War On Screen: It’s About Finding The Stories To Tell And Then Telling Them Right

War On Screen: It’s About Finding The Stories To Tell And Then Telling Them Right

by Gautam Chintamani - Friday, March 3, 2017 07:32 PM IST
War On Screen: It’s About Finding The Stories To Tell And Then Telling Them RightMovie
  • One of Hindi cinema’s biggest failures in depicting war on the silver screen has been the inability of the narrative to capture the ethos of the soldier

With The Ghazi Attack (Sankalp Reddy, 2017) and Rangoon (Vishal Bhardwaj, 2017) releasing in quick succession, war as the setting is poised to get a makeover in Bollywood. The last time more than a handful of popular films had war as one of the central themes was a decade ago when LOC Kargil (J.P. Dutta, 2003), Ab Tumhare Hawale Watan Saathiyon (Anil Sharma, 2004), Deewar: Let’s Bring Our Heroes Home (Milan Luthria, 2004), Lakshya (Farhan Akhtar, 2004), Tango Charlie (Mani Shankar, 2005), Yahaan (Shoojit Sircar, 2005) and Kabul Express (Kabir Khan, 2006) hit the screens...and flopped.

While The Ghazi Attack is based on the mysterious sinking of PNS Ghazi during the 1971 war, Rangoon, as the title suggests, is a romance triangle in the tradition of the grand Hollywood productions of the 1940s such as Casablanca (Michael Curtiz, 1942) set during World War II. It might not be a war film per the standard definition of Hindi films but Rangoon’s canvas and setting are sure to take the genre to a new level. For popular Hindi cinema, war largely meant an enemy like Pakistan or, at best, China and although there have been a few exceptional renditions of combat and conflict, the genre has not been able to deliver on the potential.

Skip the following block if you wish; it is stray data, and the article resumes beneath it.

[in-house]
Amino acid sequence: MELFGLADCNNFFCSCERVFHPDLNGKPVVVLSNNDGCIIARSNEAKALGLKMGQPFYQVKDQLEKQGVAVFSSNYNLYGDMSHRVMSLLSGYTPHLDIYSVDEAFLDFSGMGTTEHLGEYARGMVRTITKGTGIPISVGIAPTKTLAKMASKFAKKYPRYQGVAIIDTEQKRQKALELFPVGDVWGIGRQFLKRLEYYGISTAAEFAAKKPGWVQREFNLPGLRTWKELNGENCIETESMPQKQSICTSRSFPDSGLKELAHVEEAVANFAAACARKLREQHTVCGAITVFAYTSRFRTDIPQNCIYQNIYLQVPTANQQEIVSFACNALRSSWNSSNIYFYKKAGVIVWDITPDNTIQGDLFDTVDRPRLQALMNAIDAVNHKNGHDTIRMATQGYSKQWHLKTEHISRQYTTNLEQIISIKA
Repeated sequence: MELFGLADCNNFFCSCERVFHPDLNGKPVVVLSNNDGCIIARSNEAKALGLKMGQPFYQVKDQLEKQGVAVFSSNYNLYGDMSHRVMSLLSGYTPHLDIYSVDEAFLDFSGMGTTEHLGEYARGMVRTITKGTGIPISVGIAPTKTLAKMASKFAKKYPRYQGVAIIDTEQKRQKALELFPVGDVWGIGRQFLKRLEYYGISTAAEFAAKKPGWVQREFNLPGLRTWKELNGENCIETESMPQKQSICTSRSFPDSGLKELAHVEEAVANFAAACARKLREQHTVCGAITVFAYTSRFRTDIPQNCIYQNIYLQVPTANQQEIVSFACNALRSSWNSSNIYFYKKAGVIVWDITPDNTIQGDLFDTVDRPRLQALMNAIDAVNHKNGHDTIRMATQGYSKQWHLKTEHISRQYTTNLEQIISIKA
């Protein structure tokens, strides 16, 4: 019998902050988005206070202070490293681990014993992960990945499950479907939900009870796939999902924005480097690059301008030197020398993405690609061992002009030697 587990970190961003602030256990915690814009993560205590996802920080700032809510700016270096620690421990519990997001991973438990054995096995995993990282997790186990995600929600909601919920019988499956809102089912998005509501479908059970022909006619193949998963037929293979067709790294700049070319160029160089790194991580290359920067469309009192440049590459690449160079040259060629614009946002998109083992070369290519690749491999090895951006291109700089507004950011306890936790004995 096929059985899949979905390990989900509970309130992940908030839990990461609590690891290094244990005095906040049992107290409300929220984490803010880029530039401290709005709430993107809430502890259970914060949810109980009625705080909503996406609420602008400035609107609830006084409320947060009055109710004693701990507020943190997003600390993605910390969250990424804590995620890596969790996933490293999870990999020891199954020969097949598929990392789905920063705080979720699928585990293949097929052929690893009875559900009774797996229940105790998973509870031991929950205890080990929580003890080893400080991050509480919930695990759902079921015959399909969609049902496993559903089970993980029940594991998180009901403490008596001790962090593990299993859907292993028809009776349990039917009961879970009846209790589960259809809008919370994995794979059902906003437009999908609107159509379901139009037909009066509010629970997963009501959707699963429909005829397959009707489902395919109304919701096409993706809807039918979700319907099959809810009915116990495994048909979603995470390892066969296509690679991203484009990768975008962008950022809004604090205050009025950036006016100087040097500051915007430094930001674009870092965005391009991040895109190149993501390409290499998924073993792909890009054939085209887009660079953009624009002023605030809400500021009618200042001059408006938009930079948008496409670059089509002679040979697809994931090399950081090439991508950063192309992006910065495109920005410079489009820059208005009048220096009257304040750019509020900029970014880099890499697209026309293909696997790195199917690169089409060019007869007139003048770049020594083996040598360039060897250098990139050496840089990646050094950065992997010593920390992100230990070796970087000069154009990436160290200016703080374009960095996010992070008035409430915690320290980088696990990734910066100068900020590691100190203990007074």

Amongst the two kinds of war films—Haqeeqat (Chetan Anand, 1964), Hindustan Ki Kasam (Chetan Anand, 1973), Border (J.P. Dutta, 1997), LOC Kargil—and the other where war is paired with genres such as romance—Hum Dono (Vijay Anand, Amarjeet, 1961), Lalkaar (Ramanand Sagar, 1972), Aakraman (J.Om Prakash, 1975), Yahaan, social drama, Upkar, (Manoj Kumar, 1967), coming of age (Lakshya), etc.—it is the latter that has been more popular.

One of the reasons why Hindi films chose to merge other genres with war could be to ensure the safety of a return on investment, for war films are expensive to make. Placing a love story like in the case of Hum Dono would allow the inclusion of romantic songs and also a traditional female lead, which otherwise would not have been easy. It was very rare for Hindi films till the mid-1990s when Border revived the genre to think of war films without the whole song-and-dance routine. The success of Border gave Hindi cinema a perfect war film template where reality could be combined with the presence of big stars and the transformation of Hindi film industry into the globally recognised brand called Bollywood flushed in enough money to get big budgets.